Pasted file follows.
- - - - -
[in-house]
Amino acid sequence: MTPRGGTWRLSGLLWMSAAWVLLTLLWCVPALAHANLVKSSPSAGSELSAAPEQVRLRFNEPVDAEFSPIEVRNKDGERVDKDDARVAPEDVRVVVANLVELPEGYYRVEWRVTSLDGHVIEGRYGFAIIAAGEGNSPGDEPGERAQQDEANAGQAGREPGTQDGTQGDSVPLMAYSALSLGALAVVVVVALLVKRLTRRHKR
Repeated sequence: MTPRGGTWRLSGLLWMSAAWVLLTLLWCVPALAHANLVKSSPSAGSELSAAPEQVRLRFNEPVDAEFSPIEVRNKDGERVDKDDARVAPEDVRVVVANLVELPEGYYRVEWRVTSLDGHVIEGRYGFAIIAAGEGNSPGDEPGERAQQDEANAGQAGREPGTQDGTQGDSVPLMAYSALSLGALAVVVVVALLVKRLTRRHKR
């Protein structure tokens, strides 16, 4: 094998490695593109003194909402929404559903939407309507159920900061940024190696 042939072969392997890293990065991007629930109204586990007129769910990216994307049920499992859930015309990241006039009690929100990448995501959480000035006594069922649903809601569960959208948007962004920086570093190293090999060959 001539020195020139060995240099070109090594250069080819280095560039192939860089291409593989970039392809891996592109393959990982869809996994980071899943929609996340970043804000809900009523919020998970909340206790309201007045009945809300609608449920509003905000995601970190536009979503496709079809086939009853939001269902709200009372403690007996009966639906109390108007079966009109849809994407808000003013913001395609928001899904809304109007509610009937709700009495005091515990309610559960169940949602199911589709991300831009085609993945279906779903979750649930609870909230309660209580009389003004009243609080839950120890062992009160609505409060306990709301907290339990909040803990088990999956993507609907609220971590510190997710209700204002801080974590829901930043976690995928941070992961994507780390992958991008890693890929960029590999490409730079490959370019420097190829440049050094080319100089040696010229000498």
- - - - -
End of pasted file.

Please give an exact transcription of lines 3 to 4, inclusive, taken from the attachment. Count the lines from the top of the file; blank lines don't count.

Repeated sequence: MTPRGGTWRLSGLLWMSAAWVLLTLLWCVPALAHANLVKSSPSAGSELSAAPEQVRLRFNEPVDAEFSPIEVRNKDGERVDKDDARVAPEDVRVVVANLVELPEGYYRVEWRVTSLDGHVIEGRYGFAIIAAGEGNSPGDEPGERAQQDEANAGQAGREPGTQDGTQGDSVPLMAYSALSLGALAVVVVVALLVKRLTRRHKR
């Protein structure tokens, strides 16, 4: 094998490695593109003194909402929404559903939407309507159920900061940024190696 042939072969392997890293990065991007629930109204586990007129769910990216994307049920499992859930015309990241006039009690929100990448995501959480000035006594069922649903809601569960959208948007962004920086570093190293090999060959 001539020195020139060995240099070109090594250069080819280095560039192939860089291409593989970039392809891996592109393959990982869809996994980071899943929609996340970043804000809900009523919020998970909340206790309201007045009945809300609608449920509003905000995601970190536009979503496709079809086939009853939001269902709200009372403690007996009966639906109390108007079966009109849809994407808000003013913001395609928001899904809304109007509610009937709700009495005091515990309610559960169940949602199911589709991300831009085609993945279906779903979750649930609870909230309660209580009389003004009243609080839950120890062992009160609505409060306990709301907290339990909040803990088990999956993507609907609220971590510190997710209700204002801080974590829901930043976690995928941070992961994507780390992958991008890693890929960029590999490409730079490959370019420097190829440049050094080319100089040696010229000498």